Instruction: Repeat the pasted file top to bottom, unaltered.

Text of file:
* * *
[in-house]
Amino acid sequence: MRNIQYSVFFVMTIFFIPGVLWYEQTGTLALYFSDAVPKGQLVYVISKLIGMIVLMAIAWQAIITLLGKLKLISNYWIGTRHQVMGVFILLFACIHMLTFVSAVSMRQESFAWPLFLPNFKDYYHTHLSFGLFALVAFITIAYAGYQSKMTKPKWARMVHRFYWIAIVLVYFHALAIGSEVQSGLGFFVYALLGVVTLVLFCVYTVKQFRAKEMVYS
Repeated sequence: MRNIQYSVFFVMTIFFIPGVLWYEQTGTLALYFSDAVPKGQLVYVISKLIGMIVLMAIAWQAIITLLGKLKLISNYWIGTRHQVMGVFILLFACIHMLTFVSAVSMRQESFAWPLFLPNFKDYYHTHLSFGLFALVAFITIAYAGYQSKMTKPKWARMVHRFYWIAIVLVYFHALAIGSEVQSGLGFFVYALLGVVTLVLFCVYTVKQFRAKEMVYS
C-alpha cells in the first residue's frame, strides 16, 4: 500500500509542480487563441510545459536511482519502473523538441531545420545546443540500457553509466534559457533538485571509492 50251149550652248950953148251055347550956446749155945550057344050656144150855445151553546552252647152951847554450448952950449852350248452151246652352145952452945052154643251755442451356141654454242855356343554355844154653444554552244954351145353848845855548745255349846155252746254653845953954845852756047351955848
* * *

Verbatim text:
[in-house]
Amino acid sequence: MRNIQYSVFFVMTIFFIPGVLWYEQTGTLALYFSDAVPKGQLVYVISKLIGMIVLMAIAWQAIITLLGKLKLISNYWIGTRHQVMGVFILLFACIHMLTFVSAVSMRQESFAWPLFLPNFKDYYHTHLSFGLFALVAFITIAYAGYQSKMTKPKWARMVHRFYWIAIVLVYFHALAIGSEVQSGLGFFVYALLGVVTLVLFCVYTVKQFRAKEMVYS
Repeated sequence: MRNIQYSVFFVMTIFFIPGVLWYEQTGTLALYFSDAVPKGQLVYVISKLIGMIVLMAIAWQAIITLLGKLKLISNYWIGTRHQVMGVFILLFACIHMLTFVSAVSMRQESFAWPLFLPNFKDYYHTHLSFGLFALVAFITIAYAGYQSKMTKPKWARMVHRFYWIAIVLVYFHALAIGSEVQSGLGFFVYALLGVVTLVLFCVYTVKQFRAKEMVYS
C-alpha cells in the first residue's frame, strides 16, 4: 500500500509542480487563441510545459536511482519502473523538441531545420545546443540500457553509466534559457533538485571509492 50251149550652248950953148251055347550956446749155945550057344050656144150855445151553546552252647152951847554450448952950449852350248452151246652352145952452945052154643251755442451356141654454242855356343554355844154653444554552244954351145353848845855548745255349846155252746254653845953954845852756047351955848